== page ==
Politics & Government

Don’t punish ECU for canceling Hurricane Florence game, NC governor says

ECU’s Mike Houston: ‘We are eastern North Carolina’s football program. In time, we will be North Carolina’s football program’

East Carolina football coach Mike Houston speaks about the history and tradition of ECU football after being introduced during a press conference at the Murphy Center at East Carolina University in Greenville, NC Tuesday, Dec. 4, 2018.
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East Carolina football coach Mike Houston speaks about the history and tradition of ECU football after being introduced during a press conference at the Murphy Center at East Carolina University in Greenville, NC Tuesday, Dec. 4, 2018.

Gov. Roy Cooper has waded into a dispute between East Carolina University and Virginia Tech over a football game that the North Carolina team canceled for safety reasons as Hurricane Florence approached the coast last September.

After ECU backed out of the game in Blacksburg, Va., Virginia Tech canceled games that were scheduled to be played in Greenville later this year, in 2023 and in 2025.

Efforts to reschedule last year’s missed game failed, the Richmond Times-Dispatch reported in December. Cooper on Thursday issued a statement saying he has asked Virginia Gov. Ralph Northam to encourage the Hokies to resolve the dispute and spare ECU from being unfairly penalized for canceling the game.

“As North Carolina prepared for Hurricane Florence, I urged residents across our state to stay off the roads and prepare for this devastating storm,” Cooper said. “Canceling a major college football game means lost revenue, but the safety of players and fans should come first. ECU made the responsible decision and this dispute should be resolved without making Pirate Nation bear additional costs from Hurricane Florence.”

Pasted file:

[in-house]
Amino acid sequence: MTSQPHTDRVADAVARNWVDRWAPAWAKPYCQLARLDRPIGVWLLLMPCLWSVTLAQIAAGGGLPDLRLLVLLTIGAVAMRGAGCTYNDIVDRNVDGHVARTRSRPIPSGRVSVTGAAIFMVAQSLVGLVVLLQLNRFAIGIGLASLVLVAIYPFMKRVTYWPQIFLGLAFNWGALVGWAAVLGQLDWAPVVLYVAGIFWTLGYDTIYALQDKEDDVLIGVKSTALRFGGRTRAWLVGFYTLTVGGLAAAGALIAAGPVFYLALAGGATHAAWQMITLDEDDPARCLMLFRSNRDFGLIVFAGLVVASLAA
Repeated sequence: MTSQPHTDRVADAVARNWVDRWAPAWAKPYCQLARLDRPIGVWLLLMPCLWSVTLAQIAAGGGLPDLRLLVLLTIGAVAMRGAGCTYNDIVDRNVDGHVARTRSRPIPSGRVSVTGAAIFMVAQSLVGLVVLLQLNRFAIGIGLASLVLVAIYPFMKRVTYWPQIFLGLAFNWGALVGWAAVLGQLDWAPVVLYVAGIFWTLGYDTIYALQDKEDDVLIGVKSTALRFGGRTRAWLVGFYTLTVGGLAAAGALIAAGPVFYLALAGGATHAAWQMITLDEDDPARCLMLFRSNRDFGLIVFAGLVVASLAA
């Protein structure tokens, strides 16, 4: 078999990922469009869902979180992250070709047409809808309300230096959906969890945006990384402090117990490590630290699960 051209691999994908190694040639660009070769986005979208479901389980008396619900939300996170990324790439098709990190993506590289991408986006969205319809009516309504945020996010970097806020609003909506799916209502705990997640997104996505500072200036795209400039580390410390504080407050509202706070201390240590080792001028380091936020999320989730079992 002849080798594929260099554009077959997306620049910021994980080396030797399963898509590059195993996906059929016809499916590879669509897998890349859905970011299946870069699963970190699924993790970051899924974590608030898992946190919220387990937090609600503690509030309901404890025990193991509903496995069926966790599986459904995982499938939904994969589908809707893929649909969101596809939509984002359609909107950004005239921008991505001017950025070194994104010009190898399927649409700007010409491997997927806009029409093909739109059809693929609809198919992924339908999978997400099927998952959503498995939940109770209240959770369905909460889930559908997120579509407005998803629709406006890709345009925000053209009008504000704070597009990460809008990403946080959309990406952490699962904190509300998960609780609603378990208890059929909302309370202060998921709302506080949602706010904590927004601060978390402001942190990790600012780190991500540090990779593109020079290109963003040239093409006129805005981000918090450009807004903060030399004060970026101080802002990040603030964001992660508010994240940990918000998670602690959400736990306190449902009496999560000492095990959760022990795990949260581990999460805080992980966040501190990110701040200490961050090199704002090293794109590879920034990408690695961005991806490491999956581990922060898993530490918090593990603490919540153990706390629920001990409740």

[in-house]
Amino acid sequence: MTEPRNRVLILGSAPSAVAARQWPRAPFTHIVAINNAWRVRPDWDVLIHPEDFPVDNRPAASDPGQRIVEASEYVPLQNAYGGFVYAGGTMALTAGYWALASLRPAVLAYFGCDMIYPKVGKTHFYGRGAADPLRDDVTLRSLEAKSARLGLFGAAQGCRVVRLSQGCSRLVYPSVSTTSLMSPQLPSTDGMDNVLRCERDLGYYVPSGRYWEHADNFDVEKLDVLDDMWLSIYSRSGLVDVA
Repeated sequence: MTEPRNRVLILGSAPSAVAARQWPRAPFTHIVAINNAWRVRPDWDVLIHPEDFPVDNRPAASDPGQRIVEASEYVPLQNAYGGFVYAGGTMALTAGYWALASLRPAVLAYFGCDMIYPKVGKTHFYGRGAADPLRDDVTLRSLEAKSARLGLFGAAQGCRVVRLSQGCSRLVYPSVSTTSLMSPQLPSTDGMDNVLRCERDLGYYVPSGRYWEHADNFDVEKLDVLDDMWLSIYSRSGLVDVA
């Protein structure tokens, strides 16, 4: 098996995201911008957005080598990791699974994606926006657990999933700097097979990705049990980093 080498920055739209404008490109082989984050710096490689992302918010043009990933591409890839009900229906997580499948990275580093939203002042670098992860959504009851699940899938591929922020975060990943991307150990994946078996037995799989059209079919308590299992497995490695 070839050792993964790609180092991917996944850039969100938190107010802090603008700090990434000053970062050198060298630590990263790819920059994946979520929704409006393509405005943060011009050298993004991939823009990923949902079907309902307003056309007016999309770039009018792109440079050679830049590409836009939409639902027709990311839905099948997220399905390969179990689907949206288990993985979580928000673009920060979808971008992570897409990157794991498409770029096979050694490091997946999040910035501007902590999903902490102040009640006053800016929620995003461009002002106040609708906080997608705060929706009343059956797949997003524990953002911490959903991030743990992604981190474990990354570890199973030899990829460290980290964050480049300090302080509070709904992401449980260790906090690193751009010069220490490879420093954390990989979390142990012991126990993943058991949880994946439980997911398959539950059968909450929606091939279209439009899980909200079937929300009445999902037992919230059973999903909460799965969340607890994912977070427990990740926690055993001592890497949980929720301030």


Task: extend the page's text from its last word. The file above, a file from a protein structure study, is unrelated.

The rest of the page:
ECU Chancellor Cecil Staton responded to Cooper’s initiative in an email saying he has spoken to the governor about the issue and is glad Cooper has made it a high priority.

“Greenville was in the bullseye of the projected path of the storm when a decision about the health and safety of our student-athletes and staff had to be made,” Staton said. “Unexpectedly, at the last minute, the storm suddenly veered a bit south as it hit the coast, devastating communities only an hour away.”

ECU closed its campus and encouraged students to find a safe place for the duration of the hurricane; only 19 of the nearly 29,000 students stayed on campus, he said.

As the storm approached, the Pirates had been sent to Florida to prepare for their next game.

“The decision to send our football players to Florida, safely out of the path of the storm and near the next week’s game site, was the right one at the time and a good one with 20-20 hindsight.”

Virginia Tech’s associate athletics director, Pete Morris, said in an emailed response to Cooper’s effort: “We’d politely decline the opportunity to comment.”

At the time, Virginia Tech said it planned to decide whether or not to play based on additional monitoring of weather reports, hoping the game could be salvaged as scheduled. It would have been more responsible to let VT make the call, the university argued.

Virginia Tech’s football Twitter account followed up with a tweet reminding followers that the Hokies’ football team traveled to North Carolina during Hurricane Matthew in 2016, and won 34-3. “HOKIES ARE WATERPROOF,” the tweet, which was later deleted, said.

Virginia Tech athletics director Whit Babcock later said he didn’t intend to minimize the dangers posed by the hurricane.

Hurricane Florence caused devastating damage in North Carolina with flooding and closed roads. It caused 43 deaths and an estimated $17 billion in damage.

Follow more of our reporting on Hurricane Florence

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Craig Jarvis is in his seventh year covering politics for The N&O. He has been a reporter and editor here covering crime, legal affairs, general assignment, arts and real estate. Contact him at cjarvis@newsobserver.com or (919) 829-4576.

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